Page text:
Future of Nokia: Things will get much worse before (if ever) they get better
Is this beginning of the end for Nokia?
Now that Finnish company announced the sales in two of it’s most important markets – Europe and China – have stalled, and Nokia has no idea what it will be able to sell until the end of this year, it certainly seems so. At the very least, things will get much worse for Nokia before they get better. If they ever will. Nokia is now in a free fall, and whether they will be able to survive this one as an independent company, is anyone’s guess.
The main problem for Nokia today is that people stopped buying their current products and, until Windows Phones are ready, they have nothing in the pipeline to renew the consumer interest.
As a matter fact, Nokia didn’t have anything interesting and competitive in the market for about two years now. The only smartphones that allowed Nokia to keep their market share through late 2009 early 2010 were the ever cheaper clones of 5800XM and N97. And even those stopped working in the beginning of 2010. To keep the eroding demand and market share, in the first half of 2010 Nokia started dumping the prices for their smartphones, sacrificing margins and profitability. And hoping that the new Symbian^3 OS will be good enough to revive things and get Nokia back on top.
When Nokia board put a stop to the price cutting tricks last summer, the slide started. First there was a blip of disappointment and market share losses in Q3 2010. In October the new Symbian^3 handsets arrived and , with the help of loyal fans who have been waiting for the new high end Nokia handset for months, boosted Nokia fortunes a little. But outside of Nokia loyalist circles, Symbian^3 boost proved to be too small to matter. Nokia ended up losing 25% of it’s market share in the second half of 2010.
In the beginning of 2011 things became worse. Most of the fans and early adopters who wanted the new Symbian^3 handset already got one, very few others were interested. Then came February 11th, and the change of strategy announcement. Elop’s message that Nokia is moving on to Windows Phone, and from now own Symbian is dead, was received by the man at the point of sale in every mobile shop. Later spin and damage control to keep Symbian alive a bit longer didn’t help much. People already were more interested in the new shiny Androids and Bada phones. The change of Nokia strategy was another reason for mobile salesperson to steer customer towards competitors.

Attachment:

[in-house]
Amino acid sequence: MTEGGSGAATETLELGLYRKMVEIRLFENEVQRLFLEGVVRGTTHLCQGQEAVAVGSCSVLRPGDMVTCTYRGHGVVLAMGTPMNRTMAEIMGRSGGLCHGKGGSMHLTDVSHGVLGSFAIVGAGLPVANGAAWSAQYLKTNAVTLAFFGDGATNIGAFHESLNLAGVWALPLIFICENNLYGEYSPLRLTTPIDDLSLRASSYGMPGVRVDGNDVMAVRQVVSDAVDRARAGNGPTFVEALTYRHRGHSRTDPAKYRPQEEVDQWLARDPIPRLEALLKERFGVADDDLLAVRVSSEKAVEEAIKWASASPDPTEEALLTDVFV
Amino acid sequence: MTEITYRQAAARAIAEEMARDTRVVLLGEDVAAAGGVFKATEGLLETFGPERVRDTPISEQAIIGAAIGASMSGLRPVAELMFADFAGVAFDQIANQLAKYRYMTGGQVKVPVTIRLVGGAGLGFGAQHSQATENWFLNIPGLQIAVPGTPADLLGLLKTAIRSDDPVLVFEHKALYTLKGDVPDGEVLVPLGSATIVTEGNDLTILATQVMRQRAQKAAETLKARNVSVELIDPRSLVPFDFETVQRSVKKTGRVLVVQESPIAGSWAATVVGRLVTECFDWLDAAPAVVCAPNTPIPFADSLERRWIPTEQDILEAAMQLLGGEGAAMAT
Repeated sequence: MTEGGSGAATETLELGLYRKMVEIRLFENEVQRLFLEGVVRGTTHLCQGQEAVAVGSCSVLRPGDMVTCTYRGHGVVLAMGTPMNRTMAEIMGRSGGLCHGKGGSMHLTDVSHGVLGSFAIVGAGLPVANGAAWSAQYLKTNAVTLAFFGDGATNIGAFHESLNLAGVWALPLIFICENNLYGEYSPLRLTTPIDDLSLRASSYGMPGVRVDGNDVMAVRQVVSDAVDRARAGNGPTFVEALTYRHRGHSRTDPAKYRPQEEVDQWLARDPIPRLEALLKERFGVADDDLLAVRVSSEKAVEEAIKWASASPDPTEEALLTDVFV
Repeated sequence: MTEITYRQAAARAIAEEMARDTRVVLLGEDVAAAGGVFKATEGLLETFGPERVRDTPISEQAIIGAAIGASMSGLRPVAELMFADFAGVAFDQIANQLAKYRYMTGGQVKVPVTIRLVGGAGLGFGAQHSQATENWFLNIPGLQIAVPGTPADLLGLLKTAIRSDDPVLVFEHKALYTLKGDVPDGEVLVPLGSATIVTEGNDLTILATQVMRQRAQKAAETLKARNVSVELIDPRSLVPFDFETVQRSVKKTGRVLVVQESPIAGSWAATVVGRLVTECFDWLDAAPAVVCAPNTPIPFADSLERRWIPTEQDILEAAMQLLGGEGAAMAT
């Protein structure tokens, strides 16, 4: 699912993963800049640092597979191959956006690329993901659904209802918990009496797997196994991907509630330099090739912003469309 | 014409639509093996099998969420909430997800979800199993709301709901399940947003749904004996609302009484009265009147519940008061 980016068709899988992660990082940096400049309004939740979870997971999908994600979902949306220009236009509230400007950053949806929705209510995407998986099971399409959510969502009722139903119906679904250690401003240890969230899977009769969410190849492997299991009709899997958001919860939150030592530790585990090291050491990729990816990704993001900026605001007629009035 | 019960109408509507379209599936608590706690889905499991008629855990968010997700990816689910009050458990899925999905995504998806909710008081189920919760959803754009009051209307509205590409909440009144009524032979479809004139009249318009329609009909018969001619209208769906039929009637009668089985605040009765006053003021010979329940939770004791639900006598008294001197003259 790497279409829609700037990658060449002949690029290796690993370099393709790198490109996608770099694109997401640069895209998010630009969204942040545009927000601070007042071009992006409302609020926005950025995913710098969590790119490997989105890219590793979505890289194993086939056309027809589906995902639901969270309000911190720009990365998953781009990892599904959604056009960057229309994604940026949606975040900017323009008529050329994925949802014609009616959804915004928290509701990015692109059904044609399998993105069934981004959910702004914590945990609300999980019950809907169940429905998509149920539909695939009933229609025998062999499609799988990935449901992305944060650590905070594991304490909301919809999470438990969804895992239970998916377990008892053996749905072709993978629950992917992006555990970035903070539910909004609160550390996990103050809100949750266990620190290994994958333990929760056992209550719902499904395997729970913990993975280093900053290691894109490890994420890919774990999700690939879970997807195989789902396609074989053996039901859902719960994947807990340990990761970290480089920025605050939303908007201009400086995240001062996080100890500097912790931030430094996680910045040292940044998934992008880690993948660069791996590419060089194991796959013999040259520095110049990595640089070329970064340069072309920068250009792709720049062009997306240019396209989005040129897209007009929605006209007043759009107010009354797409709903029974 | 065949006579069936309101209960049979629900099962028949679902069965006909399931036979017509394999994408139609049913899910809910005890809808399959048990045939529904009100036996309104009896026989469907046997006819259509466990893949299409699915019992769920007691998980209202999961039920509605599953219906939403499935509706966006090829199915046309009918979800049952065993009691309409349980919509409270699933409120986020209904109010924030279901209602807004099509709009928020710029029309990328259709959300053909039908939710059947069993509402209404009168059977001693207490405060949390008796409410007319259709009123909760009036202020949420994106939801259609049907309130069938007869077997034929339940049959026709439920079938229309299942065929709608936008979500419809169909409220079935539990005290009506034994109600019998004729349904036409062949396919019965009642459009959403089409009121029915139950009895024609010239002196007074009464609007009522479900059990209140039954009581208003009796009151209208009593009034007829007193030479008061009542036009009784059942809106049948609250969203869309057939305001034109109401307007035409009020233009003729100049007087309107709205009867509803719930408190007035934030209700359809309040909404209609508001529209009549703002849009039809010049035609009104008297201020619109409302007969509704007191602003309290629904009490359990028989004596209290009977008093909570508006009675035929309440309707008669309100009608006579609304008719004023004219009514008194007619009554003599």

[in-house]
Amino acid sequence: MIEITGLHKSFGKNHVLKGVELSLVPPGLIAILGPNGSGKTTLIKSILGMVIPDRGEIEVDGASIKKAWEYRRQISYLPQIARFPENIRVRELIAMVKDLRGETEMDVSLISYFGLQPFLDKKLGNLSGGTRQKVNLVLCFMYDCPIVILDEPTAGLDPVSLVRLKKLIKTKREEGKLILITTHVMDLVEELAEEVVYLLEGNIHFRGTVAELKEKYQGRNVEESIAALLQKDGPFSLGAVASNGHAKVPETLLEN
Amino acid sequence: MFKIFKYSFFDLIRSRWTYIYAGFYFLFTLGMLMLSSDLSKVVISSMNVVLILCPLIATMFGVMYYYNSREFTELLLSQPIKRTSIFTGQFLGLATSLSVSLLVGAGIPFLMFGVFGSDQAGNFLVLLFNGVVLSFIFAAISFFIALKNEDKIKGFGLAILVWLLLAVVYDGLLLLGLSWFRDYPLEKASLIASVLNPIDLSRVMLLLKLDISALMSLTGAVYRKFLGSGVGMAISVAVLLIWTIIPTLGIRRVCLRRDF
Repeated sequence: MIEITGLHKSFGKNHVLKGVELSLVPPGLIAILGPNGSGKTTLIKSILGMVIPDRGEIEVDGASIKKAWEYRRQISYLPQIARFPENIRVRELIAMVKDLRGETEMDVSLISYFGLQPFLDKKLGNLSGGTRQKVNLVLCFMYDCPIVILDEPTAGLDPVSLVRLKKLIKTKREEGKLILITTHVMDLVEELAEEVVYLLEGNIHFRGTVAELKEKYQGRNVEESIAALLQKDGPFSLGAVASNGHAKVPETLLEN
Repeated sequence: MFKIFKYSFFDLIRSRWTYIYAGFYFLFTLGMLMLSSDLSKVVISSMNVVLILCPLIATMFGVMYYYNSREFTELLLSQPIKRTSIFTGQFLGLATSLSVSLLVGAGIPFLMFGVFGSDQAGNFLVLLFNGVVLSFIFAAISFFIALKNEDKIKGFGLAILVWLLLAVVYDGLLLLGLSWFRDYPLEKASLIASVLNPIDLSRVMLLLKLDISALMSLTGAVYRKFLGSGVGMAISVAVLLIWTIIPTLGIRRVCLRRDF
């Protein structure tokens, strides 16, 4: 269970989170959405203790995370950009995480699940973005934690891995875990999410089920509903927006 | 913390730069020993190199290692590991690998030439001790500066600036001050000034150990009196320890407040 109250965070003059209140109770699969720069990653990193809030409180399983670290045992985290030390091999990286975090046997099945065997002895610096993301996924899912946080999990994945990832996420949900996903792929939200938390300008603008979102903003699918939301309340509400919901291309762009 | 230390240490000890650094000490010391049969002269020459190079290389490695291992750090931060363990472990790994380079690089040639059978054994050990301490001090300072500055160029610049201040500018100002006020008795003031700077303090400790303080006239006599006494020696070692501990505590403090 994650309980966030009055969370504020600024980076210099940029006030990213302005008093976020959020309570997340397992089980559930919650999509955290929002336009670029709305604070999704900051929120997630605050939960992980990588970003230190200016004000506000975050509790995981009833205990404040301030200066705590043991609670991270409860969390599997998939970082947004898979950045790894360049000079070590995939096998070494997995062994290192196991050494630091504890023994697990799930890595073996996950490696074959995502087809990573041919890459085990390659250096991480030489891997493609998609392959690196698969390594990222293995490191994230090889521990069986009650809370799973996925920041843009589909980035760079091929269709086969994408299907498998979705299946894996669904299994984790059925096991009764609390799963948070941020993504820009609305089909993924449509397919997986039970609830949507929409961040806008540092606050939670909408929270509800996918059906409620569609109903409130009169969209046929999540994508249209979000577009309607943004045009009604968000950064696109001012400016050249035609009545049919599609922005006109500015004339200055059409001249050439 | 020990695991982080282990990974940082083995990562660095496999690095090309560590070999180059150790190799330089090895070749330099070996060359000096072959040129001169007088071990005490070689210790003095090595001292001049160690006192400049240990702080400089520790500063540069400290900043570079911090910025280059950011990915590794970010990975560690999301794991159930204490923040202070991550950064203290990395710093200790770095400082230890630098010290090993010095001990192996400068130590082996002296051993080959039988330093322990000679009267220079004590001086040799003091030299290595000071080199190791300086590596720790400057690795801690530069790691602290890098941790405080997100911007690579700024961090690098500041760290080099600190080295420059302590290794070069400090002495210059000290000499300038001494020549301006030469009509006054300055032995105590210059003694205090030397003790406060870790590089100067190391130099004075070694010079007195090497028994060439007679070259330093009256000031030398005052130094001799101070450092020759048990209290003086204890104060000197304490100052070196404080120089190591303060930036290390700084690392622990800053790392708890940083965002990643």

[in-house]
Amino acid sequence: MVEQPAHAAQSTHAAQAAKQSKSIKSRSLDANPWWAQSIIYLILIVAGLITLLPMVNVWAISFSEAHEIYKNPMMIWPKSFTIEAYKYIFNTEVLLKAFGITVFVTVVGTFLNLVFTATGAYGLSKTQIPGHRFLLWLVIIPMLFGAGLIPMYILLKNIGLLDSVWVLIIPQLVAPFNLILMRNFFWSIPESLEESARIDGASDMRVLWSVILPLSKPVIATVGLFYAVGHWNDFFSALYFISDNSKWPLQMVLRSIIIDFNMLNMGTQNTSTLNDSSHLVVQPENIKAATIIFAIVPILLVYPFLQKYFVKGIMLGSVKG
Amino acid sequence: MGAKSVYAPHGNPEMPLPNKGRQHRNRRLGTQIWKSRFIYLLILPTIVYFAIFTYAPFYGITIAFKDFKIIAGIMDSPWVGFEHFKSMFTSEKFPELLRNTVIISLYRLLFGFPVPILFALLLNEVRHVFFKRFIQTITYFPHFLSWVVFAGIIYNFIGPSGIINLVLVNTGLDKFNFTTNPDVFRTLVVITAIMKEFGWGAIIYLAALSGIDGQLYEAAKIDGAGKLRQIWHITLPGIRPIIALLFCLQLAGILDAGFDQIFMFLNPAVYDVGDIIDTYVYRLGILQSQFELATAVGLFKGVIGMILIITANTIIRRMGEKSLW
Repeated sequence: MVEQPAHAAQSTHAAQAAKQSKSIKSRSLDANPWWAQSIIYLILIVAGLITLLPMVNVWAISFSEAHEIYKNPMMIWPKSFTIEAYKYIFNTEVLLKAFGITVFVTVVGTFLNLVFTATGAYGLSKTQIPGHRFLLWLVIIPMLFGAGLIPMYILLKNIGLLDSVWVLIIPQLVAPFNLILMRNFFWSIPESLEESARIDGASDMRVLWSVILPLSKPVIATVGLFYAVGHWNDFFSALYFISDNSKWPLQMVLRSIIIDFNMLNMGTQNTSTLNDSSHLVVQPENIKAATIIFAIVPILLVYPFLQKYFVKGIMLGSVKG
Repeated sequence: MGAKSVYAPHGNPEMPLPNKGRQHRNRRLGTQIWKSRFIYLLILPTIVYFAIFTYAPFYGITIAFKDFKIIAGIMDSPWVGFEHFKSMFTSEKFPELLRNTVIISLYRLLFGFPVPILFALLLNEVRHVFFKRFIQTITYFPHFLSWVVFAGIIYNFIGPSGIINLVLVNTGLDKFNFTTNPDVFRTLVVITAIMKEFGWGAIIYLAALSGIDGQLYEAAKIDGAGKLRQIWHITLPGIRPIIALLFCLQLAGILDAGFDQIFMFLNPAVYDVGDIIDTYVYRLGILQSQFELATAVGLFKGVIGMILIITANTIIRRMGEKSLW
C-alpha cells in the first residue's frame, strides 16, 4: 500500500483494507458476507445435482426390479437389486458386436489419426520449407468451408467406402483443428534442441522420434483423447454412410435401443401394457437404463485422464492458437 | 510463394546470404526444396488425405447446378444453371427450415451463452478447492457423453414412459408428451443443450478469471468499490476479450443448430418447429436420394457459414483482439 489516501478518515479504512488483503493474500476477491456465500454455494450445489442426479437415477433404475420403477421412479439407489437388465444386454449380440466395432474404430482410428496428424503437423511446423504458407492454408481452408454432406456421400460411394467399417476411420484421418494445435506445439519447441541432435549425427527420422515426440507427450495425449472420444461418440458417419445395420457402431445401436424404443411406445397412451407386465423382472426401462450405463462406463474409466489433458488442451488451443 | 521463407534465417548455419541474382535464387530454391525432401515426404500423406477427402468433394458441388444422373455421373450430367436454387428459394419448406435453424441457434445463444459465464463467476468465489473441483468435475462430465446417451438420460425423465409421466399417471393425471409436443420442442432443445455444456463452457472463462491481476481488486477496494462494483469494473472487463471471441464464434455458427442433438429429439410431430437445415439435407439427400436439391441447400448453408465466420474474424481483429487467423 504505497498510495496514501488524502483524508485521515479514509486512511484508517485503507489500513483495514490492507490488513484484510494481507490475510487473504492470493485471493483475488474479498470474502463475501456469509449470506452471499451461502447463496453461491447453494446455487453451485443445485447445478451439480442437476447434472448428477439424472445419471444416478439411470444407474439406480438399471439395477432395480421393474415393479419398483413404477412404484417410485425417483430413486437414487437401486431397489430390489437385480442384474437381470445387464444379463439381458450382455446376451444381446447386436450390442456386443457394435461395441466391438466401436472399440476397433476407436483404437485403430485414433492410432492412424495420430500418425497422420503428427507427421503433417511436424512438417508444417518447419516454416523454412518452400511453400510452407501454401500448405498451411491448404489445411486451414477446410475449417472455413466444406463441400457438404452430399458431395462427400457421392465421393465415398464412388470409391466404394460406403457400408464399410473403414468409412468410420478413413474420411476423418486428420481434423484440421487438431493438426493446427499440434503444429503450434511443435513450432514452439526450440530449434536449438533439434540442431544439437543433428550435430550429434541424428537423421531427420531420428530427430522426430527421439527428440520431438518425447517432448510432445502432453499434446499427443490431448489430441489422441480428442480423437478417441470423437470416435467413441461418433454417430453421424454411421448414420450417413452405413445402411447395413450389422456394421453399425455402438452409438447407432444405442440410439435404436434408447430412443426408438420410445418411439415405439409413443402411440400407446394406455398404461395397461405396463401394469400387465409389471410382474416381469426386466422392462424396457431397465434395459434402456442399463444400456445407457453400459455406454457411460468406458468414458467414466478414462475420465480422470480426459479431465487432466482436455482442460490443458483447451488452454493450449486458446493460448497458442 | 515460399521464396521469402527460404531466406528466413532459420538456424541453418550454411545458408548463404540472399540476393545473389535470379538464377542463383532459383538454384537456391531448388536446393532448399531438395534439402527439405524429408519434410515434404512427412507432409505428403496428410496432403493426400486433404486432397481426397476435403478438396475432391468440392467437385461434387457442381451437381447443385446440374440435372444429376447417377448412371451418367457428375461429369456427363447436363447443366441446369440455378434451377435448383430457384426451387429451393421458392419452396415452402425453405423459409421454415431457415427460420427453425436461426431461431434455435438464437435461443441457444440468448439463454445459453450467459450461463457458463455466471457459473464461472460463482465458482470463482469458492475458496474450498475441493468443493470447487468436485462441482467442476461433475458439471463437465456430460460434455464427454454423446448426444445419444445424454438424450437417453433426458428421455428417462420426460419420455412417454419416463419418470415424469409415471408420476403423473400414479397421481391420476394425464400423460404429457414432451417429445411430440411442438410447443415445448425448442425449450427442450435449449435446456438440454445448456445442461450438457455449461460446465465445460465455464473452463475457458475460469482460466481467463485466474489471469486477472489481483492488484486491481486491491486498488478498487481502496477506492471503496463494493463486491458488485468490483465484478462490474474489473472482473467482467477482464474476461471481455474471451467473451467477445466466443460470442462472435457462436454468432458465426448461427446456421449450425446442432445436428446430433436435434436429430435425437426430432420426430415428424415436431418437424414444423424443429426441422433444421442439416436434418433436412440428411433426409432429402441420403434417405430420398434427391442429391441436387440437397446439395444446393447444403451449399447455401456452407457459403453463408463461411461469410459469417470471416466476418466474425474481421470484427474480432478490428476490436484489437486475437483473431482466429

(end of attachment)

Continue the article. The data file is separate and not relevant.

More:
With real sales cratering in Q1 2010, in addition to price dumping, Nokia turned to channel stuffing as well. In January-March of this year, the best market for Nokia was China, where it was able to show 9% growth from Q4 2010. Turns out these numbers were bogus and, as Stephen Elop admitted yesterday, resulted from “inventory mismanagement”. I.e. shipping as many phones as possible out of Nokia warehouses to it’s retail and wholesale distributors, on credit, without timely payment guaranties, etc. Just for the sake of recording the unit as sold by Nokia in Q1. As Eldar Murtazin reports in his blog– similar things were happening in March in Russia and India.
It worked for a while to boost Nokia Q1 numbers, but now it’s over. All Nokia retail channels are filled with millions of unsold Nokia phones and Nokia partners just won’t buy any more of them. With consumer interest in Nokia Symbian devices falling rapidly, sales persons at the counter not interested in pushing Nokia phones, partners can not sell what they already have, let alone order additional phones.
No sales visibility for the rest of the year means, that neither Nokia nor it’s partners have any idea when they will be able to sell things already in the stores and warehouses. Yesterday Nokia promised 3 actions that might help revive Symbian sales:
- Slashing prices even more. Someone should be interested in some Nokia phones at some price. The question is how low Nokia will have to go and how much money they will lose in the process. And what do they do if Samsung, HTC and others join in a price war and start offering competing Android devices at similar price points, while maintaining their margins with high end devices were Nokia can’t compete?
- Demand generation at a point of sales. Which means cash and other incentives to the salespersons in the shop to push Nokia devices. In a conference call yesterday Nokia management said they have big plans to boost PoS incentives. But again, it might help some, it will cost a lot, competitors ain’t sleeping, and will be able to match Nokia in most markets they care about.
- The boost from Symbian Anna and new Symbian phones. Maybe Anna will help. But, if the huge improvement over Symbian^1/S60 that Symbian^3 was, didn’t help Nokia much since October 2010, why would a largely cosmetic improvements in Anna be any different? And there are no new Symbian phones with improved specs coming from Nokia until this fall. Probably until about the same time that first Windows Phones show up.
To sum it up – for the next 5-7 months Nokia has no interesting products to boost demand, the sales channels for current offerings are filled with unsold inventory and competitors are ready to respond. The things Nokia promised yesterday might help some, but not much.
Which means that there are much more bad news about falling Nokia smartphones sales, declining margins and monetary loses to come in the next few months.
The only silver lining in yesterday’s announcement was the news that Nokia is now very confident that they will be able to ship the first Windows Phone devices this year, and that there is a big operator and distributor interest for Nokia Windows Phones.
Let’s hope they are right about that, and that new Nokia Windows Phones will be enough pull the Nokia out of this free fall. Otherwise there might be no Nokia to talk about by 2013.
Picture from: Fotki.yandex,ru via @eldarmurtazin)